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‘Think like a lawyer’ |07 June 2023

‘Think like a lawyer’

S4 students learn more about ‘separation of powers’


As part of Children’s Day celebrations, the Office of the Attorney General (OAG), in collaboration with the National Council for Children (NCC), is running a series of sessions to allow a group of students from the schools in Seychelles to get a better understanding of the ‘separation of powers’.

Twenty-two secondary four (S4) students coming from Anse Royale, Anse Boileau, Pointe Larue, Plaisance, International School Seychelles, Mont Fleuri, English River, Belonie, Beau Vallon, Independent School and Perseverance secondary attended the first session on the ‘Executive’ yesterday at State House.

They were greeted by the secretary of state for Cabinet Affairs, Mohammed Afif, and the deputy Cabinet Secretary for Policy Affairs, Margaret Moumou. The OAG was represented by Attorney General Frank Ally, Muhammad Saley, Mickela Marie, Sophie Vel and Nissa Thompson.

During very animated sessions, the students learned about the separation of powers by way of a short workshop delivered by lawyers from the OAG.

The students were able to answer the various questions and participate in an exercise that introduced them to the role of the Executive in policy-making.

Ms Moumou gave a detailed presentation on how the cabinet meetings happen and also spoke about the protocol and the dress code.

After the presentations, the students were divided into two groups, where each group was given a policy proposal that they had to present to the cabinet of ministers (played by lawyers from the OAG).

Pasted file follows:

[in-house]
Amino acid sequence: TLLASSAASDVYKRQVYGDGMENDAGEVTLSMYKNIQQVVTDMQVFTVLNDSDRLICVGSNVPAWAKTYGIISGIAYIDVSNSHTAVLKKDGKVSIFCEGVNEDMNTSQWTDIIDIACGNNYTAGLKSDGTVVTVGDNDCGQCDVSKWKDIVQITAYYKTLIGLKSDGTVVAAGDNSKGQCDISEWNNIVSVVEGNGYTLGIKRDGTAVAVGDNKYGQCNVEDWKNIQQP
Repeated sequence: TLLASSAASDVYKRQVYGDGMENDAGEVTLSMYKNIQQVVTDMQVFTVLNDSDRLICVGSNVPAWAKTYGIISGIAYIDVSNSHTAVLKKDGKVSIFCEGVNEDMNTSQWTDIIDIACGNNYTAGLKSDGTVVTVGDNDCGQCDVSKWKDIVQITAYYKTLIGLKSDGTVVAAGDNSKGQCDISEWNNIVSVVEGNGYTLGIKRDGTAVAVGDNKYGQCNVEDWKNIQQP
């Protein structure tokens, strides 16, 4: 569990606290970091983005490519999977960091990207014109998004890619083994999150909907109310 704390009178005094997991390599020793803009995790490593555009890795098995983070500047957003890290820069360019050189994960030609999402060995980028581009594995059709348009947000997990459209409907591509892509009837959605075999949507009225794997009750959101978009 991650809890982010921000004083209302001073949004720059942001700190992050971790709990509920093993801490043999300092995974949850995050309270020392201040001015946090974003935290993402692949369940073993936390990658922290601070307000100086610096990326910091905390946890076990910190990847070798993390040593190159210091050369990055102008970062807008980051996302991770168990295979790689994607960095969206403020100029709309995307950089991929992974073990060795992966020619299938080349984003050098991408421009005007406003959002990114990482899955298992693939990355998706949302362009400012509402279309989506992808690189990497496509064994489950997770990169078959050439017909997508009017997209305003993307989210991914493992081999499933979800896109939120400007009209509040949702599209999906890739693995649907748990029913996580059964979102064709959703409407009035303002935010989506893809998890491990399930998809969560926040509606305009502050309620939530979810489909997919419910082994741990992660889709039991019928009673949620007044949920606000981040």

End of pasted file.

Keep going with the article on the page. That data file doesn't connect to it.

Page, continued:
One group presented a policy proposal that will talk about the age of consent to be increased, with the other group presenting a policy proposal on the reduction in the age of voting. The cabinet then discussed and debated the policies with the students, and a decision was taken by the cabinet.

The chief executive of NCC, Yasmin Umarji, explained that a similar activity was organised last year and the OAG once again contacted them for a similar one.

“At NCC we believe in giving children a voice or even a platform to express themselves. Working with the younger generation makes us realise that children and the youth will not be able to talk about their rights if they do not know about them. These sessions will give the youth the opportunity to become more aware of their rights, the Constitution and the laws.”

Gabriella Havelock, a student from Beau Vallon, was very vocal in different sessions. “So far I learnt about the new terms such as legal rights, the work of the cabinet of ministers and the President in the making of laws. My aim is to become a lawyer and I have already started reading law books and I’ve even read the Constitution of Seychelles.”

Another participant, Ishmael Dubel from Belonie school, learnt about the different policies, the supreme laws. “When I came here I was not really prepared but now I understand the importance of knowing the laws and our rights in any case. Everything I heard today is new to me and it is an interesting world.”

During the day, the students also had the chance to visit State House and the room where the cabinet meeting is held.

The students will participate in two other sessions: Mock trial - Supreme Court (June 14) and a Legislature session - National Assembly (June 17) in collaboration with the Seychelles National Youth Assembly.

In the mock trial that will take place in the Supreme Court before Justice Gustave Dodin, the case will be a criminal matter, involving assault, with a backstory of bullying. The students will be asked to assume different roles in the trial.

The accompanying photos show some highlights of the session yesterday at State House.


Vidya Gappy

Photos: Louis Toussaint



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